JJ Jiang is a distinguished North Carolina artist who currently resides in Cary. His work, created mainly through watercolors and oils, exemplifies his time living in North Carolina and his hometown Suzhou, China. He has been featured in notable publications such as Our State Magazine, won numerous awards for his work, and juried into four prestigious shows with Oil Painters of America, National Watercolor Society, American Watercolor Society, and American Impressionist Society.
“Drawing and painting have become inseparable parts of my life. They came to me naturally and early,” Jiang said. During the Great Proletarian Cultural Revolution in the People’s Republic of China, Jiang grew up in Suzhou, China. “During that era of madness, drawing, writing, and reading poetry kept me safe and sane and shielded me from the world outside.”
Jiang grew up continuing to hone in on his artistic ability and, in college, studied another form of art, Architectural Design. During his professional career, he worked for prominent architectural groups. He even taught classes at a university, but his passion for painting remained fervently, and he continued to create exquisite pieces.
In 1990, he found a new home in the United States. However, it was not until later that he relocated to Cary, North Carolina. Thanks to Jiang’s impact, Cary has grown further as an artistic community. In 2013, he opened the Village Art Circle Studio & Gallery in the heart of Downtown. The gallery exhibits over 40 artists and features monthly shows, workshops, and more. It is also the working studio of three artists, including Jiang.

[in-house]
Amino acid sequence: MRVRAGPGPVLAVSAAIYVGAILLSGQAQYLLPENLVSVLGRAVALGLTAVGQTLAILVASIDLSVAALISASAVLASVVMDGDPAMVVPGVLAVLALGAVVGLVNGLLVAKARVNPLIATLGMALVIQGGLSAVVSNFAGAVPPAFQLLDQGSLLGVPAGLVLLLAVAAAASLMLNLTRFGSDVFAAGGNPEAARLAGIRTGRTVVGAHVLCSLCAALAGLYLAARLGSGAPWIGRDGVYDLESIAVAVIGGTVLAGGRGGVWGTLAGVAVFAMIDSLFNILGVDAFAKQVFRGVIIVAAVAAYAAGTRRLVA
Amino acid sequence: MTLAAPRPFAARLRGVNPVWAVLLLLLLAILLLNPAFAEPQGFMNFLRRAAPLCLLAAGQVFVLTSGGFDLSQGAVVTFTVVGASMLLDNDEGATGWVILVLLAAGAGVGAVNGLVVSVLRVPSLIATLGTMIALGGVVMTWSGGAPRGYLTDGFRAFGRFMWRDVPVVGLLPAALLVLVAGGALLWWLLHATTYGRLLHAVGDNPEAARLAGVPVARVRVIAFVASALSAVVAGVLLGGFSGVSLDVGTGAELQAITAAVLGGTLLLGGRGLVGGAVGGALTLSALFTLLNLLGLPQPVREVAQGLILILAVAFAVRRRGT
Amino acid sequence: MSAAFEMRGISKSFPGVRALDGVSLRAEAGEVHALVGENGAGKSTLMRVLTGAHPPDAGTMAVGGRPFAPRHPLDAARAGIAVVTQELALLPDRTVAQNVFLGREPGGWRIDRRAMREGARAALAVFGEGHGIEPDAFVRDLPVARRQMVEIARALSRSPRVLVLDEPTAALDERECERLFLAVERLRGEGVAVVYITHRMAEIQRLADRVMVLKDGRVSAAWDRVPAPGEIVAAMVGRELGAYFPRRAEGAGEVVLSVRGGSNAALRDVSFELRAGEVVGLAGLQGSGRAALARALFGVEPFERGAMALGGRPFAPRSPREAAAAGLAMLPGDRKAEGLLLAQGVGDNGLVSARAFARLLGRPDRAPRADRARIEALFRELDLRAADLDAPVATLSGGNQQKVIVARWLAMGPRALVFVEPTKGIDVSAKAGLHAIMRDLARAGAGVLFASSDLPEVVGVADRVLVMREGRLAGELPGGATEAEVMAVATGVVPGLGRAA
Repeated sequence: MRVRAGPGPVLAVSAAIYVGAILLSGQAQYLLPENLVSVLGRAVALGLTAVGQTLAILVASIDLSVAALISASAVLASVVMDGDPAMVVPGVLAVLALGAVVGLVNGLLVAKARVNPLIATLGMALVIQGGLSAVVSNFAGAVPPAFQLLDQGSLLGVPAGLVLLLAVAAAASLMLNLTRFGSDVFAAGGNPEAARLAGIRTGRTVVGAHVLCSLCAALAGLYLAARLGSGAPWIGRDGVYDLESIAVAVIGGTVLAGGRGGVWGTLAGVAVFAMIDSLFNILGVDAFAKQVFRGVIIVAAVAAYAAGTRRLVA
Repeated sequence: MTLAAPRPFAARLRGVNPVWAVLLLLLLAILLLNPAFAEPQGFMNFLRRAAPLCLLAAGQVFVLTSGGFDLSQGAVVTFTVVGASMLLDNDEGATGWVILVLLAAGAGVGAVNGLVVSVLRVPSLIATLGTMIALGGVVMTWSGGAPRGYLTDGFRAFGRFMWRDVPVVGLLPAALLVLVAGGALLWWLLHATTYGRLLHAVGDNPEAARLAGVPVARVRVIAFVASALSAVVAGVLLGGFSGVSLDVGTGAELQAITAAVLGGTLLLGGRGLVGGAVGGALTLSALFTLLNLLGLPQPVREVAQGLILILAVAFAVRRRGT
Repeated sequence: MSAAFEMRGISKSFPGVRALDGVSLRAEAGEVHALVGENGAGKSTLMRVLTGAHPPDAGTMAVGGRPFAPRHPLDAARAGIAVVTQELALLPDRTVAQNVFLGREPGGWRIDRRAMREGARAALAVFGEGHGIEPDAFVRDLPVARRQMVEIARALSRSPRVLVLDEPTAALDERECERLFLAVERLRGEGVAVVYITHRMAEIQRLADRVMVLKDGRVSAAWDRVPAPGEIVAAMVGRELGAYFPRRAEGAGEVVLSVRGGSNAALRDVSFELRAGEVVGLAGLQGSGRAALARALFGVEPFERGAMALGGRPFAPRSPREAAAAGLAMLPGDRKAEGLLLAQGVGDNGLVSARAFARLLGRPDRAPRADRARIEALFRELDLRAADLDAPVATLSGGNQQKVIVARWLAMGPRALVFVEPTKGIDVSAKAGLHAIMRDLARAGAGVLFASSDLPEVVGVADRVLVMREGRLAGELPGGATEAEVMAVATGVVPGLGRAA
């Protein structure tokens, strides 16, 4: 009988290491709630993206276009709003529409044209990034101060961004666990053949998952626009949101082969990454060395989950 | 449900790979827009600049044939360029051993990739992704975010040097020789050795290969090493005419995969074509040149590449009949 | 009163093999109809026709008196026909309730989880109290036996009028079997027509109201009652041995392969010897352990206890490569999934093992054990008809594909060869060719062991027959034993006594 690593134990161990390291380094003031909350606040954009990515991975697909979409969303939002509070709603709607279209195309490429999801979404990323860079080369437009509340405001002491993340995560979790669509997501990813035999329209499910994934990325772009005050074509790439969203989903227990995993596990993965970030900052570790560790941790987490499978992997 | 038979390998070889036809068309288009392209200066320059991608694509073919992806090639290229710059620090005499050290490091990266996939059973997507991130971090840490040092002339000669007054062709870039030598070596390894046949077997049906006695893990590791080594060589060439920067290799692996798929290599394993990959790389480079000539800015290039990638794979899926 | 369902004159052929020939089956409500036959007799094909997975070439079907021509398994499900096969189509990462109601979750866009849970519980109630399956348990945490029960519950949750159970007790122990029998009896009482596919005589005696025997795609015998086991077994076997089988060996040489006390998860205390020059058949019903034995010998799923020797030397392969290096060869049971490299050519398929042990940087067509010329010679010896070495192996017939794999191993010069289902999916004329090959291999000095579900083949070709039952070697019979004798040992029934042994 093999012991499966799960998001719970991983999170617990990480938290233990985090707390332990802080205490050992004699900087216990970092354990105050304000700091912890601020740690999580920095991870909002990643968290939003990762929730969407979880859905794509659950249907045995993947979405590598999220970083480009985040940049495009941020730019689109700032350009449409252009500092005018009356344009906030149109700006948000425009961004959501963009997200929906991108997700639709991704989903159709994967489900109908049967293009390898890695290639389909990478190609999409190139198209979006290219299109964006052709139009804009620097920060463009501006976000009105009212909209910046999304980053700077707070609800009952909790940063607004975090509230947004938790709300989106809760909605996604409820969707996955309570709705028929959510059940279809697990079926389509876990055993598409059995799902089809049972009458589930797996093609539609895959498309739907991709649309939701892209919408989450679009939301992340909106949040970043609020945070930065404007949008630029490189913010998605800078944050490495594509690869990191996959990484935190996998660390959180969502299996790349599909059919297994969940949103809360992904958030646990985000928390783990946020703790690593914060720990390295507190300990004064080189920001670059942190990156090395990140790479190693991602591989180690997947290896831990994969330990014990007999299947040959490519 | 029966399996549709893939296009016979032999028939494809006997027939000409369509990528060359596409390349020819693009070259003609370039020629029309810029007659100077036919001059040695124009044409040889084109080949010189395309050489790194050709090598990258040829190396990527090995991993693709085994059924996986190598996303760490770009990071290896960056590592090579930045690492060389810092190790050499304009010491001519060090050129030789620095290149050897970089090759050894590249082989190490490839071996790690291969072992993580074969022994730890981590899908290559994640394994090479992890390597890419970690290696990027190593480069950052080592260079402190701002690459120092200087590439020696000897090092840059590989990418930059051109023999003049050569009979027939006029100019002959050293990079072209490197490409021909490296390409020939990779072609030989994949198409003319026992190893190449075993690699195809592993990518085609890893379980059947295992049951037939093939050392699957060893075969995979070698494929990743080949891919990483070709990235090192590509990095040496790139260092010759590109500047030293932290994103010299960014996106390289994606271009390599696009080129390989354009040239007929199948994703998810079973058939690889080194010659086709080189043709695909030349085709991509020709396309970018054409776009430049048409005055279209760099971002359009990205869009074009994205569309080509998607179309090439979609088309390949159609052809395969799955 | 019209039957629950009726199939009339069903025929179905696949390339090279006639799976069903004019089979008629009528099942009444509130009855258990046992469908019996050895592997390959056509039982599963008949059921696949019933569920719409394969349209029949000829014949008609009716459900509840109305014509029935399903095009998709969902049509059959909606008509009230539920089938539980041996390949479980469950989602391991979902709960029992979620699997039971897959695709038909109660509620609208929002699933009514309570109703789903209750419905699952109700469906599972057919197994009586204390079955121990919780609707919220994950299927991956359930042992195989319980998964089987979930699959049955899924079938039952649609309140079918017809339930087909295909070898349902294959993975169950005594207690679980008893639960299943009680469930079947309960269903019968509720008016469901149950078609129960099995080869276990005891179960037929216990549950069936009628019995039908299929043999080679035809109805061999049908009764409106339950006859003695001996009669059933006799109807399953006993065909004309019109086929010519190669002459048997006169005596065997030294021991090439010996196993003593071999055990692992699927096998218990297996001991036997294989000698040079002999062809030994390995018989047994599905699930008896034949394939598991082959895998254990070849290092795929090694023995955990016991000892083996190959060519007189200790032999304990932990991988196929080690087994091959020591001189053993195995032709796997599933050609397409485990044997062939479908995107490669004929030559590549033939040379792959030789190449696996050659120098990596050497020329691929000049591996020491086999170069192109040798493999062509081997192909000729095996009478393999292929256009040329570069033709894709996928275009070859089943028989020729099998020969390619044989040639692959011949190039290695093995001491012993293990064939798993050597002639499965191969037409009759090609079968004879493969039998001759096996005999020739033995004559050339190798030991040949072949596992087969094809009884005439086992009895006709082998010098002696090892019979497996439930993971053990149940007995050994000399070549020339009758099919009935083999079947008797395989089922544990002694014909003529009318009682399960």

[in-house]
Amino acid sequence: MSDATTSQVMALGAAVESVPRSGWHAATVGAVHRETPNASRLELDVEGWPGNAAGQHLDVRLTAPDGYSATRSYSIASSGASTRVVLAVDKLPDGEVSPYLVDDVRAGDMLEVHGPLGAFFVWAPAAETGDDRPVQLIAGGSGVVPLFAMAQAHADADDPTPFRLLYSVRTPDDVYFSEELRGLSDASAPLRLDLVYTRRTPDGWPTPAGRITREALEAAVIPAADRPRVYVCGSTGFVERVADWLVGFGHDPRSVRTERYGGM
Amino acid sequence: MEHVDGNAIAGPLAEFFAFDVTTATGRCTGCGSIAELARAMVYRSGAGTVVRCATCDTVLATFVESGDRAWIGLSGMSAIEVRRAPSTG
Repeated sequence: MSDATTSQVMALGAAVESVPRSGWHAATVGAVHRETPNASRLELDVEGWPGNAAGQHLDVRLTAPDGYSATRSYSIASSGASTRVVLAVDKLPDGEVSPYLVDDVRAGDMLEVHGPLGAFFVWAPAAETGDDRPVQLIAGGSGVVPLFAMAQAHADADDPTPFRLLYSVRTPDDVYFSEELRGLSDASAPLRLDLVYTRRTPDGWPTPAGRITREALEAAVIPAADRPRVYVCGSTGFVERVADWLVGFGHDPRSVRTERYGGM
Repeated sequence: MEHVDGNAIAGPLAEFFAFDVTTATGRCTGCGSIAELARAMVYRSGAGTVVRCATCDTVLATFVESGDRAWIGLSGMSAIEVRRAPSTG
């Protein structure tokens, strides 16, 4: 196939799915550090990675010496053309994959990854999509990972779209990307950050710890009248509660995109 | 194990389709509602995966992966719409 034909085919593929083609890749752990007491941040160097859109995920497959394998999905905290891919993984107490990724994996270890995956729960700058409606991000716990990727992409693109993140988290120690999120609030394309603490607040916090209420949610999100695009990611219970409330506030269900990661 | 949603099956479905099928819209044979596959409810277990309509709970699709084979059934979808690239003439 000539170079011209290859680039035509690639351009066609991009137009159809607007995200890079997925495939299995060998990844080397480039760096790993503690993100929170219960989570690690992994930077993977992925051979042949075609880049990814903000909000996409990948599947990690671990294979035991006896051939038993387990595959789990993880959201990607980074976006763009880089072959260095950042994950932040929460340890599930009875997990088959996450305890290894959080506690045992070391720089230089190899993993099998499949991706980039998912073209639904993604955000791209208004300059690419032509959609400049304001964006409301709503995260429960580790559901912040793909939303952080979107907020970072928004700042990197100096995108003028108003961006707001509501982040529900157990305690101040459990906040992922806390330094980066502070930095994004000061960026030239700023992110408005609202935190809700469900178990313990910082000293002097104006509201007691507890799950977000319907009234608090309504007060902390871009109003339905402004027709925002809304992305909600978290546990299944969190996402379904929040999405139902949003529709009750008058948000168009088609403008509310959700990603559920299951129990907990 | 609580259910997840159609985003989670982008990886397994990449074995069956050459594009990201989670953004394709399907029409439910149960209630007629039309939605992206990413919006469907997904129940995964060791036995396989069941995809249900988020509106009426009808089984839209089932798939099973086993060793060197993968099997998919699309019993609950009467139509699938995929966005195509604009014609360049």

Jiang’s pieces capture the viewer and even, at times, transport them. His life experiences in both China and his newfound home in the United States inform and permeate his work. While he takes inspiration from his surroundings, Jiang said he “intentionally never developed or sought a particular so-called style.” Instead, he said, “but I believe if I am true to myself, my art, as a result, will be unique. This uniqueness of one’s work can be called one’s style, and since we’re all different, our work will naturally be unique.”
While he has created many stunning pieces, one series stands out to him. “It is impossible for me to name one piece, but I would say my Girl in a Red Scarf Series was one that was the most emotionally charged and connected to my youth,” he said. To Jiang, the delicacy of the woman coupled with the red scarf illicit vibrant feelings, showcasing his time growing up as a young boy in China during the Cultural Revolution. The Girl in a Red Scarf Series was also the first time Jiang used the medium of oils.
His advice to budding artists? “Keep your sense of wonder and immerse yourself in the process of creating,” he said. “If you find joy in the process, the end result matters little.”